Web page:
While senior officials of banks are always the ones being seen in the public to be cooperating with the investigating anti-graft agencies, it was learnt that the real face of whistle-blowing in the sector, are the junior staff, who have access to “our major banking operations involving major clients”.
Saturday Tribune was told that while strong evidence had connected the junior staff as “the moles”, there is a belief that those involved are doing it mainly for the pecuniary.
“It is all about the commission attached to blowing the whistle on suspicious accounts. They (junior staff) are not doing it because they are anti-corruption agents. It is all about making quick cash and possibly move on, before they are caught. But I can tell you they are mortgaging their future, because all these things (anti-corruption war) would end one day and once they are known as moles, who will engage them going forward. There is nothing that would be hidden forever” a top source said.
There is also the possibility of many junior staffers coming under the sack hammer soon.
Saturday Tribune was told that those suspected are being monitored and may be moved against at the appropriate time.
The cash-trail exercise which is said to have reduced huge deposits drastically, according to a banker-analyst, would soon make the junior staff redundant, because majority of them, is hired to facilitate the coming-in, of such huge deposit.
“Many of them (junior staff) will have to be relieved of their duties. One, objectively speaking, it would be unkind to expect them to start bringing the usual billions in at a time like this. This is an unusual banking season in Nigeria when you have to explain what you have even when no one has accused you of stealing or being in possession of any missing money. Two, the junior staff are mainly the information-source, drying up huge deposits or transactions. So, in the long run, they will have to pay for the emergency millions they make speaking about their customers to government. Anyway, we have heard many of them (junior staff) say that there would be no problem getting their retirement benefit from government early in their lives, through the whistle-blowing commission” the source explained.
A junior staff simply told Saturday Tribune she was already searching for a new job, saying “everything is so much stress”, without divulging much information about what is happening inside her bank.
Saturday Tribune learnt that deliberate efforts are also going on in banks to ensure that “major operations” are shielded from the prying eyes of “those who think they have no future in the system among the staff”.
Months back, Saturday Tribune learnt that about 238 accounts with “curious” lodgements and transactions were being investigated by security agencies.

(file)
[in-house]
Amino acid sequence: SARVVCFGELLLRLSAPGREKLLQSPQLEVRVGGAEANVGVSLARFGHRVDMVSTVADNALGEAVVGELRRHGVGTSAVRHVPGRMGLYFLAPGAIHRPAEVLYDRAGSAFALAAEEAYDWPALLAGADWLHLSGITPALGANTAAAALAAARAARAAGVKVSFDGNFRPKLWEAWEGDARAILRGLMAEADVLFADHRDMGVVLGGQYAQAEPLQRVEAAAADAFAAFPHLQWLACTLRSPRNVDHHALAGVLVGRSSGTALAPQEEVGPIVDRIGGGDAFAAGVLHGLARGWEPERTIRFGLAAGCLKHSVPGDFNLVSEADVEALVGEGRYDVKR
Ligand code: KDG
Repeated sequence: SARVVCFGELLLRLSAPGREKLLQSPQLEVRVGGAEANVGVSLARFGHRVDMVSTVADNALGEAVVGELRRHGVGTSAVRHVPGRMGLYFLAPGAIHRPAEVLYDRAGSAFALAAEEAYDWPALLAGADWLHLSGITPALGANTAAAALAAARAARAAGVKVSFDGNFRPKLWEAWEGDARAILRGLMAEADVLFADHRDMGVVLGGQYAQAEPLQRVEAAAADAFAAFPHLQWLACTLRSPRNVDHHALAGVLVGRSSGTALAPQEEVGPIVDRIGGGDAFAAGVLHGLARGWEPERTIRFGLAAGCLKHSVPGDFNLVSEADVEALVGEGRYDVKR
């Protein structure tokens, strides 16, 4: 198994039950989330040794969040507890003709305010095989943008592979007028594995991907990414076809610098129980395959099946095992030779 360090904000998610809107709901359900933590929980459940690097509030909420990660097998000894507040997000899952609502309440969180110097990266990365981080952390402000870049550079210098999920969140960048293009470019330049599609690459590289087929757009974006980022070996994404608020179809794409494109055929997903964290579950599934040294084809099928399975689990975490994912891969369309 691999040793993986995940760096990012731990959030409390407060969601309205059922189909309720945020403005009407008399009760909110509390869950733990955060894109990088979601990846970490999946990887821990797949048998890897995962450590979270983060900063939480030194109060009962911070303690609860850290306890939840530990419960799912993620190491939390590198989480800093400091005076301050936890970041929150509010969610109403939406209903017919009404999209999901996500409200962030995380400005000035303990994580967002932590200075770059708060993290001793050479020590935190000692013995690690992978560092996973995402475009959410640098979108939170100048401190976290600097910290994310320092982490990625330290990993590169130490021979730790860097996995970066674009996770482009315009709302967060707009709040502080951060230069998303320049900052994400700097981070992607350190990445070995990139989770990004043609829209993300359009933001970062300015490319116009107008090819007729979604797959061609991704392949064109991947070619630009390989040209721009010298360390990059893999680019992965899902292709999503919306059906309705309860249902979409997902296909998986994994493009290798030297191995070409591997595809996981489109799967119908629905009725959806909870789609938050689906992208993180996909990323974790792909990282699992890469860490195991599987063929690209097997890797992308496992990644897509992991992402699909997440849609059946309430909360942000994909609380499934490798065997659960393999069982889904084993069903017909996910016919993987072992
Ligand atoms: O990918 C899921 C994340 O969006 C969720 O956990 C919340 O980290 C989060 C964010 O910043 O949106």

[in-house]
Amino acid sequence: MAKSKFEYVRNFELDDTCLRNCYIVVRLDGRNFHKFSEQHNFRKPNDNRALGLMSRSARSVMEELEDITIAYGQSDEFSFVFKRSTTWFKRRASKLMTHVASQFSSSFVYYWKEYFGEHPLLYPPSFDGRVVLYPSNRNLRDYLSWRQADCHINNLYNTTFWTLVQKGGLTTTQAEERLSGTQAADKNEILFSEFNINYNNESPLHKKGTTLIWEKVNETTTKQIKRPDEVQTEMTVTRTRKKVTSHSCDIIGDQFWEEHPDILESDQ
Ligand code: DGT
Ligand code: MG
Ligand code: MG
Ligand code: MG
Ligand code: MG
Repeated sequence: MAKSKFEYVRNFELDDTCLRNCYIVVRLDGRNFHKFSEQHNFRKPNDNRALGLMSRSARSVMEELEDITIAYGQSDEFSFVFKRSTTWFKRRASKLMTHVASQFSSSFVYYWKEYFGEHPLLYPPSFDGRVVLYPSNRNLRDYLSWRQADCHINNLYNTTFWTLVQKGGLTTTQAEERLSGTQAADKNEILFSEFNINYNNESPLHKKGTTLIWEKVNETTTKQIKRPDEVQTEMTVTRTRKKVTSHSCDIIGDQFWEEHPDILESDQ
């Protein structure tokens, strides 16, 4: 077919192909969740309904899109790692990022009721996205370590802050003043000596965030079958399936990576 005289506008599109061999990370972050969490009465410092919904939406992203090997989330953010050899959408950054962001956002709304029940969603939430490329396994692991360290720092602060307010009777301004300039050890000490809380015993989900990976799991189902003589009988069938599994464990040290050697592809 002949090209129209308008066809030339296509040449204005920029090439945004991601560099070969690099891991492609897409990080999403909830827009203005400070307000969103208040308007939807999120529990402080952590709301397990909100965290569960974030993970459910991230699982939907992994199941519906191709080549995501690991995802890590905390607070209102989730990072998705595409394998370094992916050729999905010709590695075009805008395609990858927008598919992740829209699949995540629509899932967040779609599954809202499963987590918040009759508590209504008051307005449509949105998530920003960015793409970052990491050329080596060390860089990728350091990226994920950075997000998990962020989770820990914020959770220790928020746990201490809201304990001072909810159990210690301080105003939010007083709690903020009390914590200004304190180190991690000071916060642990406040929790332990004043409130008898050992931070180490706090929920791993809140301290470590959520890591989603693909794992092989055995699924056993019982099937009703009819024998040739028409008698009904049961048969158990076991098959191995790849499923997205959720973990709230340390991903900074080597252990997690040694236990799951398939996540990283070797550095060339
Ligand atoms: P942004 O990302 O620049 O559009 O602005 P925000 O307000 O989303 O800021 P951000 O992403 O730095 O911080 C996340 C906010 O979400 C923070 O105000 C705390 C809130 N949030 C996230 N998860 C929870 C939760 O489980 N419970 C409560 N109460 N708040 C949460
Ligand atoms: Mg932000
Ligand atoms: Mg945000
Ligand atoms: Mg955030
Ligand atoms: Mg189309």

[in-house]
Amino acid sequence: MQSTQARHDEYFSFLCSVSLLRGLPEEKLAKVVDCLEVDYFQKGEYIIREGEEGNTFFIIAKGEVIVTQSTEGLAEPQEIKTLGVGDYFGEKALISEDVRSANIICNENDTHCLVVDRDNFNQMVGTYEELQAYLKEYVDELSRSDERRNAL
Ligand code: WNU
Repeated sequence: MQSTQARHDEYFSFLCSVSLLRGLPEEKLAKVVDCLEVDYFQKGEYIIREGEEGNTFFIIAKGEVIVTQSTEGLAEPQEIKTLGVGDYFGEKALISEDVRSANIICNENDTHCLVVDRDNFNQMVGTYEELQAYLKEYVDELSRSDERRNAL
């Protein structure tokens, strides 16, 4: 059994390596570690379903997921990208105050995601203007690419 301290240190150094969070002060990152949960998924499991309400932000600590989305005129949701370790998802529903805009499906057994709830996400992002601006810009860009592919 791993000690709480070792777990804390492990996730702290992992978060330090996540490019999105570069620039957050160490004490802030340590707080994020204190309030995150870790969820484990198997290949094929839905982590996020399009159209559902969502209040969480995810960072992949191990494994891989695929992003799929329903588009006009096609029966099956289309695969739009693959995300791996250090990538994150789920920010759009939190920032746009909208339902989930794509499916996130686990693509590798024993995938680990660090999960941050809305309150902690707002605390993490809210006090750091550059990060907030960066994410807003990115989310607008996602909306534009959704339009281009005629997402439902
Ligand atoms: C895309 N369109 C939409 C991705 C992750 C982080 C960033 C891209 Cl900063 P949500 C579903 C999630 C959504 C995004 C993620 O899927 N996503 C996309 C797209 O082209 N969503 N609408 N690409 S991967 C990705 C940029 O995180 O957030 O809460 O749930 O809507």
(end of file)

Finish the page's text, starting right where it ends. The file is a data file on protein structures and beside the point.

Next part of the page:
Though many of the accounts, with huge balance, were said to be under corporate shield, they were suspected to be owned by individuals using their friends in corporate world to hide what is thought to be slush funds.
One of such accounts was under the trade name of a major player in a thriving sector, with a balance in the region of units of billions.
A particular investigative agency moved in for the account, after realising that the balance was not touched for any operational expenditure for years, despite the company obviously needing cash after running foul of a regulatory agency directive.
An order of the court was procured to confiscate the balance.
A big politician friend of the company’s director is suspected to be the owner.
The “curious” accounts are suspected to be housing illegally-made money which could not be kept in a personal account, without raising suspicion, considering that a formal report must be made by banks to anti-corruption agencies when huge deposits come in.
As more Nigerians embrace the whistle-blowing policy, domestic staff and disgruntled employees are said to be leading information providers to anti-corruption agencies.
A more organised whistle-blowing network is also reportedly being put in place, particularly by those with security background, collaborating with unemployed youth who in turn tap into the domestic staff and employee of their targets to monitor movements and file reports.
Private security agencies are also said to be recruiting unemployed youth, with a focus to deploy them as whistle-blowers.
The EFCC spokesperson, Wilson Uwujaren, wasn’t also available for comments on the issue of another security agency laying claim to the N15 billion and other issues concerning the whistle-blowing policy.
He neither picked his call nor replied to an SMS sent to his mobile